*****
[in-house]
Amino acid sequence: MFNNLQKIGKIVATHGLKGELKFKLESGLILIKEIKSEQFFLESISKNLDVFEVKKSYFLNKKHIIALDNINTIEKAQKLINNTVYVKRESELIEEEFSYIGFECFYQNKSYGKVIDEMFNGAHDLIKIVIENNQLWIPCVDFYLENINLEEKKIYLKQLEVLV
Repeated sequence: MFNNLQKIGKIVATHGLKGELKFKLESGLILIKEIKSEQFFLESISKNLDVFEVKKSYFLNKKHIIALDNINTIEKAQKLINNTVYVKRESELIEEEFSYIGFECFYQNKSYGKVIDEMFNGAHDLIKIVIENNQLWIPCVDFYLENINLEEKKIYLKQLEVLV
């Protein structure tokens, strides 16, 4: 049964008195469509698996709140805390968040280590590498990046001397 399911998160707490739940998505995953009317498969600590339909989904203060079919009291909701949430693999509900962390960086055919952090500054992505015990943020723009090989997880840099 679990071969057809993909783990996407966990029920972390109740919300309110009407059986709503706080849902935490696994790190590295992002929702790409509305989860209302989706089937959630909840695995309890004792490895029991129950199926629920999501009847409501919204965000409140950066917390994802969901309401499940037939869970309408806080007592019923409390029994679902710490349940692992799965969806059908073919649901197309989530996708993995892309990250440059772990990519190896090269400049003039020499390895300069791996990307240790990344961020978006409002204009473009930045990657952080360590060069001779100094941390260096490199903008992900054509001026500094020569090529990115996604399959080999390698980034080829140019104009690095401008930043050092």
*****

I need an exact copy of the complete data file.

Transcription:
[in-house]
Amino acid sequence: MFNNLQKIGKIVATHGLKGELKFKLESGLILIKEIKSEQFFLESISKNLDVFEVKKSYFLNKKHIIALDNINTIEKAQKLINNTVYVKRESELIEEEFSYIGFECFYQNKSYGKVIDEMFNGAHDLIKIVIENNQLWIPCVDFYLENINLEEKKIYLKQLEVLV
Repeated sequence: MFNNLQKIGKIVATHGLKGELKFKLESGLILIKEIKSEQFFLESISKNLDVFEVKKSYFLNKKHIIALDNINTIEKAQKLINNTVYVKRESELIEEEFSYIGFECFYQNKSYGKVIDEMFNGAHDLIKIVIENNQLWIPCVDFYLENINLEEKKIYLKQLEVLV
């Protein structure tokens, strides 16, 4: 049964008195469509698996709140805390968040280590590498990046001397 399911998160707490739940998505995953009317498969600590339909989904203060079919009291909701949430693999509900962390960086055919952090500054992505015990943020723009090989997880840099 679990071969057809993909783990996407966990029920972390109740919300309110009407059986709503706080849902935490696994790190590295992002929702790409509305989860209302989706089937959630909840695995309890004792490895029991129950199926629920999501009847409501919204965000409140950066917390994802969901309401499940037939869970309408806080007592019923409390029994679902710490349940692992799965969806059908073919649901197309989530996708993995892309990250440059772990990519190896090269400049003039020499390895300069791996990307240790990344961020978006409002204009473009930045990657952080360590060069001779100094941390260096490199903008992900054509001026500094020569090529990115996604399959080999390698980034080829140019104009690095401008930043050092």